On 7 July 2016, I was invited to a closed seminar on protection of children from sexual exploitation and abuse by peacekeepers, organized by an umbrella organization working on child protection Keeping Children Safe. I attended the seminar as a thematic expert on UN internal mechanisms dealing with allegations of serious misconduct. There were representatives of civil society organizations working on child protection, academics and donor representatives. I was particularly impressed with the presence of four representatives of the Foreign and Commonwealth Office.
How the UN deals with sexual exploitation and abuse (SEA) cases internally, as well as how it follows up with member States that send their personnel to serve in UN Peace Operations, is one of the areas that I looked into in depth in my research. I provided information as to how it works and how I recommend the civil society, including Keeping Children Safe and its member organizations, to contribute to a better accountability of individual wrongdoers. Keeping Children Safe is in fact more focused and interested in the protection side of SEA cases, and it advocates for all organizations to abide by the International Child Safeguarding Standards. My research is focused on individual criminal accountability. It was interesting to see the crossroad between the two, as all the participants acknowledged, because accountability is also part of prevention.
My recommendation was for the civil society to play a continuous and more systematic role in monitoring and tracking cases, which would work as a good pressure on the UN and member States to take an appropriate action in a timely manner. Currently there are human rights organizations that report some SEA cases, some of which are making a good impact, but the data are too limited to have a sense of the scale of the issue.
I hope that with the current momentum to address the SEA issue, we will be able to make a real change with no return.
Between 16 and 18 June, I attended the Academic Council on the United Nations System (ACUNS) annual meeting in New York. The ACUNS is a forum where a large number of academics researching on the UN, as well as UN practitioners, gather to work together on the UN.
My presentation was on the Formed Police Units (FPUs), which form a part of United Nations Police. I questioned reasons behind the rapid rise of FPUs since the first unit in 1999, now composing around 70% of the UN Police.
I presented my paper “Needed or Bargained – The Rise of Formed Police Units in UN Peace Operations” in Workshop Panel 4. Below is the abstract of my paper.
Ai Kihara-Hunt, PhD, University of Essex
The UN police is the fastest growing component of UN Peace Operations. Its functions have evolved: from monitoring, to law enforcement tasks, capacity building and institutional reform, and to newer ‘rule of law’ tasks. Situations in which it is deployed have also changed: initially benign environment, but increasingly in more volatile situations. Formed Police Units (FPUs) were first deployed in 1999. They are part of the UN police, who are given specific tasks requiring a formed response and involving a higher security risk. They have rapidly increased, and currently consist almost 70 percent of the UN police. This article questions whether their significant rise is proportional to the increased demand for their functions. One aspect of FPUs is their mode of selection and deployment. Unlike individually selected officers (Individual Police Officers, IPOs), FPU officers are selected virtually exclusively by their contributing States and deployed as national units in bulk, and the UN pays the cost to their contributing States. This enables the UN to save time and for contributing States to receive money. If that is the real reason for the rise of FPUs, this needs to be discussed transparently at the UN’s political organs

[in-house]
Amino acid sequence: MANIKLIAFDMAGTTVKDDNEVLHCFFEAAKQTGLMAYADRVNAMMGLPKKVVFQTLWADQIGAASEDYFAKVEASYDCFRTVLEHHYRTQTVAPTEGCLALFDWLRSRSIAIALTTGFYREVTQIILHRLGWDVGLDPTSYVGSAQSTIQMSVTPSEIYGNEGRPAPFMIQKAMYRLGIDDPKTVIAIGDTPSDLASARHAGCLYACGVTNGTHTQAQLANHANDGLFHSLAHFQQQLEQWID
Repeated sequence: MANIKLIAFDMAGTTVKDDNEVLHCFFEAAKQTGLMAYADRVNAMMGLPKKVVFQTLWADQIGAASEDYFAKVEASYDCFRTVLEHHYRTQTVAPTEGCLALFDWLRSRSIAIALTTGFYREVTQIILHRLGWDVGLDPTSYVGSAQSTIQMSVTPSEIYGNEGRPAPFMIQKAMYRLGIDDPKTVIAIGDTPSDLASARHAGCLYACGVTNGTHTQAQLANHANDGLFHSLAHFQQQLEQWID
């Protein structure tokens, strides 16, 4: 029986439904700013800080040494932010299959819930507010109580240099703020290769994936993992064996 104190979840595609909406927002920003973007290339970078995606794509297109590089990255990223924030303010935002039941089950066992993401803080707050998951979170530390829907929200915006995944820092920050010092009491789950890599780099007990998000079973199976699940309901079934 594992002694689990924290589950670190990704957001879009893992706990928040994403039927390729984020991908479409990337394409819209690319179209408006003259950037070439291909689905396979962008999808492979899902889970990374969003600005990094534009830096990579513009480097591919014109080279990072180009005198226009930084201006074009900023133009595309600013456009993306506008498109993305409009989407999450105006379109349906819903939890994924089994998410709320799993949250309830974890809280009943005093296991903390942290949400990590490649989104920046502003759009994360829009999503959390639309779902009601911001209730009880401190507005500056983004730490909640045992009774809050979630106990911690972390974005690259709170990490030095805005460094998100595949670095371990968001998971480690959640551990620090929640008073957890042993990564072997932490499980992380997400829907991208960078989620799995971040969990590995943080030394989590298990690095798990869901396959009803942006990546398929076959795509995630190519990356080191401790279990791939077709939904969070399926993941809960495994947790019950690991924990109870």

I am representing Japan in the UN Police Strategic Guidance Framework meeting this week. It is on police administration, and this guidance document that is under development will be an important document that guides the UN Police, in particular the people at the top level in UN peace missions, in their activities related to administration – recruitment, selection, deployment; logistics; budget; code of conduct and discipline; and coordination within the police and other mission components.
For me, the biggest thing that I would like to contribute, and where I believe lies the biggest challenge for the UN Police operations, is how we can improve the recruitment, selection, deployment and discipline: 1. to get sufficient number of UN police personnel with adequate skills; and 2. to keep discipline and hold individuals accountable for their actions.
What is coming out is, as expected, a lot of difficulties. One high-ranking police personnel mentioned: ‘if you want us to conduct arrests, give us means to effect arrests’. I completely share that view. UN Police has an ever challenging job with such limited resources, both human and others. The division between the UN’s political organ that creates impossible mandates and the capacity of those people who are deployed, including the issue of whether or not they have the right skillsets and whether or not they are sufficiently equipped, must be solved. This shall be discussed transparently at the UN’s political organ. When making a mandate, available resources must be taken into account. They can not decide to protect civilians in quasi-combat situations without providing means for the people who are tasked to deliver the mandate.
The UN is facing big challenges. They can not be solved if the UN can not mitigate the gap between the decision-makers and people on the ground.